Health

Refuge for abused kids to open in East LA

Los Angeles County social workers display a banner calling for children's safety in Los Angeles on October 28, 2013, where members of United Voices for Children and Families, a coalition of labor and child welfare advocates, testified before the county's Blue Ribbon Commission on Child Protection.     AFP PHOTO/Frederic J. BROWN        (Photo credit should read FREDERIC J. BROWN/AFP/Getty Images)
Los Angeles County social workers display a banner calling for children's safety in Los Angeles on October 28, 2013, where members of United Voices for Children and Families, a coalition of labor and child welfare advocates, testified before the county's Blue Ribbon Commission on Child Protection. AFP PHOTO/Frederic J. BROWN (Photo credit should read FREDERIC J. BROWN/AFP/Getty Images)
FREDERIC J. BROWN/AFP/Getty Images

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With foster kids in Los Angeles experiencing high rates of homelessness, dropping out of school, and suicide, a new center opening in Lincoln Heights aims to offer aid to the most at-risk teens.

The Leonard Hill Hope Center, scheduled to open its doors Thursday after a $3 million building renovation, will primarily serve children referred to the Violence Intervention Program's mental health clinics. While the clinics provide mental health and physical health services to kids in the foster care system and low-income clients, Hailey Jures, director of special projects, said the agency is increasingly realizing that's not enough.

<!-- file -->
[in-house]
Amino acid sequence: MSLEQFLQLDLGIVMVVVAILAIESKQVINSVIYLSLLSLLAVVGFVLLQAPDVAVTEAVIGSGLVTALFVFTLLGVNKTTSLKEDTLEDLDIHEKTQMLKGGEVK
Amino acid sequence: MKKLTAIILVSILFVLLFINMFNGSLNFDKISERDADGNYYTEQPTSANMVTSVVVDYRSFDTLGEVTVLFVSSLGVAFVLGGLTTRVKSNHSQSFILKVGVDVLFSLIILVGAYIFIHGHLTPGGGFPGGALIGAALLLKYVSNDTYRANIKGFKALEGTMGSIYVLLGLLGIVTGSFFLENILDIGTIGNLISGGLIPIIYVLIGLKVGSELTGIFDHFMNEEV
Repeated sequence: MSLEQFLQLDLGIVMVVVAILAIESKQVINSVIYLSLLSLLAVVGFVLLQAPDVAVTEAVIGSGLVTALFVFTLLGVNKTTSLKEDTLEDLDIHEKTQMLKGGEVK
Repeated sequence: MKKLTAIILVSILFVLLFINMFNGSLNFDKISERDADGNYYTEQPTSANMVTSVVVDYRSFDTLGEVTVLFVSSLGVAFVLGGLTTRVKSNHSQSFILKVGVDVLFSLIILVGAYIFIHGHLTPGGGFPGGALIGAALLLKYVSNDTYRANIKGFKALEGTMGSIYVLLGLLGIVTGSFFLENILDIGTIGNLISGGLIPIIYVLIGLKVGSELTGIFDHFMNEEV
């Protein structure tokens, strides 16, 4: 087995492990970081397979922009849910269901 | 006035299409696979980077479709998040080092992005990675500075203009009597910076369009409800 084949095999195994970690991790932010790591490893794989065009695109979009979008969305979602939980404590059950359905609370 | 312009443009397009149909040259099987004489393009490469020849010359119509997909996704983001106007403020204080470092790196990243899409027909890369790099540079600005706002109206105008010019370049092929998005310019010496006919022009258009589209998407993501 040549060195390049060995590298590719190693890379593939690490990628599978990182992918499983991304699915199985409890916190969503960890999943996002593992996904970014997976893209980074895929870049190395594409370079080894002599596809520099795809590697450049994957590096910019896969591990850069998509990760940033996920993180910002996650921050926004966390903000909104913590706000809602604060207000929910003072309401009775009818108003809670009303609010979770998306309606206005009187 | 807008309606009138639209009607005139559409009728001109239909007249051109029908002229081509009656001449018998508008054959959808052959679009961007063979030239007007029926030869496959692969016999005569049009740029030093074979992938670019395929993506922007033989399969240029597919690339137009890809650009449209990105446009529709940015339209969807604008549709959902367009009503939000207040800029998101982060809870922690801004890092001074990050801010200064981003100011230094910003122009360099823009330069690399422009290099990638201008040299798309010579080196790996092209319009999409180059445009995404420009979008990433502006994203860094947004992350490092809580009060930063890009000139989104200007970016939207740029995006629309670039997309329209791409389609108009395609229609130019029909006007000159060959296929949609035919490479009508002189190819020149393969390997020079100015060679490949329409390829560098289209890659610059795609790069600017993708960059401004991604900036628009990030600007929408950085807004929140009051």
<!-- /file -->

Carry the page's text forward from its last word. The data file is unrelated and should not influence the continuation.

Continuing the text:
"Their needs are so beyond medical and mental health care," Jures said. "We really want to give them the skills and the support to go the extra mile so they can lead long, successful lives."

The new center will aim to provide job support, college application help, referrals to housing providers, and group activities and classes. The space is also designed to be a refuge for LGBTQ kids, teenagers who are parenting, and other groups facing unique challenges.

According to VIP, by the age of 19, half of female foster kids are already pregnant or have a child, while just 46 percent have graduated high school and 45 percent are homeless. 

The agency's adolescent clinic, which opened a few years ago, was VIP's initial foray into creating a separate space to provide health and mental health services to these high-risk populations. At the moment, the wait for an initial appointment at that clinic runs six to seven months because of high demand, Jures said.

Homelessness among teens and young adults in L.A. has particularly come to the spotlight lately. The last homeless count, conducted in January, tallied 5,847 children and young adults (24 or younger) in L.A. County, excluding Long Beach, Glendale, and Pasadena, which do their own counts. That's a 65 percent jump from the year before—a rise officials have partially attributed to better counting methodology.

Jures said the clinics have seen the rise.

"Housing has always been an issue and it's only gotten worse," she said, particularly on the East side of town, which has seen rapid gentrification, she said.

"It's really making it hard to find places for our clients," she said.

The center will not solve all those problems, she said, but will provide a wide swath of resources not currently available to most teens in the area. Funding for the rehabilitation of the property came from private donors. The County of L.A. will have a role in staffing the center going forward.